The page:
I started including this information in my monthly update post, but it got to be really long. I thought I’d separate it out as a way to share what has been happening and how I’ve been managing the properties over the last month.

RENT RELIEF PROGRAM

We’re still waiting for a check from the Rent Relief Program for one of our houses, and that’s to cover September, October, and November. So that’s fun. The program volunteered to pay for 2 extra months after the tenant only applied for September. We had already entered into a payment plan for September and October, and she was going to be able to pay November on her own. Instead, the program volunteered this, and all we’ve received for these 3 months of rent is $550. Technically, this now goes towards December rent, so maybe I should see it as we’re ahead for that one month and pretend I haven’t floated 3 mortgage payments on this house after this tenant was extremely irresponsible? I was especially frustrated that she received approval, and then 3 weeks later we were told that our payment hadn’t been made yet because there was an issue with one of the forms (how did approval happen if the forms weren’t complete???). A week ago, I learned that we should hopefully see the check in two weeks.

We actually found out on Wednesday that another tenant applied for the program. Luckily though, they applied for assistance with December’s rent. The program will probably approve two more months. Hopefully, we’ll get December, January, and February from the program before Christmas (I expect it to not be in time for December’s rent).

The tenant is using an organization that will help gather the information and apply to the Rent Relief Program on behalf of them. I’m sure their intentions are good and they’re all good people, but I was put off that they identified themselves as “with the RRP.” You’re not employed by the State. You’re not employed by the RRP. You’re an organization that helps tenants pay their rent. I refused to give them my W9 – both because I didn’t want my tenant to have my social security number and because I knew I could email the RRP directly so they wouldn’t have access to my social security number. They fought me on it, but I won and submitted my W9 directly to the program.

They didn’t identify their connection to the RRP until I mentioned they silence on the matter. I finally got “non-profit organization working in partnership with the Department of Housing and Community Development to help administer the Rent Relief Program.” But I still don’t agree that they’re directly related to the program, just that they work with tenants to get the money. And as with the other tenant and her girlfriend’s desire to guilt me with prayer for expecting rent to be paid, this person guilted me with “Hope all goes well to ensure [the tenant] receives the help she needs.” I was forthcoming with the documents that they asked for, giving them that same day. I was overly polite on the phone call where this person didn’t even know why she was getting in touch with me for several minutes. I even completed forms that she didn’t directly ask for, but that I knew would be asked for eventually, and I created other forms that I had made another tenant do on her own (If you’re nice to me, I’m super helpful. If you leave the country, get sick, and then never tell us when you’re back in the country, while still not paying rent, right after I had just given you an entire month to pay rent the month before, then I’m going to make you do the forms that you’re supposed to be doing).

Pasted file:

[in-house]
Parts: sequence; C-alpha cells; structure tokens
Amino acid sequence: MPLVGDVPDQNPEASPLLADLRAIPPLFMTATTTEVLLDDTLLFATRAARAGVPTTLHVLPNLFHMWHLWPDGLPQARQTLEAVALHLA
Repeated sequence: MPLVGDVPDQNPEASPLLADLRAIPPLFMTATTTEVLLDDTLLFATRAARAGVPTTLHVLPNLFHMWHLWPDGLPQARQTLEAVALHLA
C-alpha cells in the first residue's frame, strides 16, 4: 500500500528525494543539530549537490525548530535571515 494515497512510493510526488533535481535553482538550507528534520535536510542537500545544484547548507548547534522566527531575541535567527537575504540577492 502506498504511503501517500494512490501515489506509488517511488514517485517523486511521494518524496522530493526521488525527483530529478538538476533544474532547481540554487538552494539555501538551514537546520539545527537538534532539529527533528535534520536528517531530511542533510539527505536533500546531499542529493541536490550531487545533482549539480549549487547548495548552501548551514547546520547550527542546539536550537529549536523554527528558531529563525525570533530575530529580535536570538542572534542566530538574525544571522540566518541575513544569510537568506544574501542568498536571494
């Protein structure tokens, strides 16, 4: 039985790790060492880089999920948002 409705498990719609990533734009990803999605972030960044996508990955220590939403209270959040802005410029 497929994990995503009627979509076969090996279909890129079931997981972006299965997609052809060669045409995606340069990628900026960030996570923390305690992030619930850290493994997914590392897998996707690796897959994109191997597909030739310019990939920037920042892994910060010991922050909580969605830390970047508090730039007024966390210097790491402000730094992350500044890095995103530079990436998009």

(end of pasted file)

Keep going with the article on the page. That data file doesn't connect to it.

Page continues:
I clearly am not looking to prohibit the tenant’s application or slow things down, but I am looking to protect my identify and personally identifiable information as much as possible. As far as I know, the tenant’s application was fully submitted yesterday, so hopefully we’ll here soon for an approval.

OTHER RENT COLLECTION

We also had a tenant, who usually pays late, pay on time! It sure helps when the 5th of the month happens on a Friday, so most people get paid that day and pay their rent. I don’t mind getting paid on the 5th because I usually get a few who pay before the 1st or on the 1st. I also don’t pay my mortgages until the 10th of the month, so I maintain that wiggle room.

We have a tenant who usually pays half of the rent before the 1st, and sometimes even all the rent before the 1st of the month due. She’s been in the house since we bought it in 2017 and has always paid. Sometimes she has to pay late, but she always communicates that to the property manager, and we’ve actually waived her late fees in these instances. Last month, she told the property manager that she was going to struggle to pay November’s rent on time, but she’d pay by the 12th. She ended up paying rent in full before the 1st. She’s just the sweetest.

HIGH UTILITIES

We had a tenant in Kentucky ask if we’d help them pay towards a high water bill. At first, I was given a copy of the last water bill and then a copy of May’s water bill, which was the lowest water bill she had in the last year – interesting, and I don’t appreciate that approach that appears to be trying to ‘pull a fast one.’ I asked for more water bills and more details on the issue being claimed.

The tenant reported that the toilet was running constantly on 9/16. The property management company went to fix it on 9/20. Then on 10/11, the tenant reported that the toilet was still running and shut off the water valve. The property management company went back out to “rebuild” the toilet on 10/15.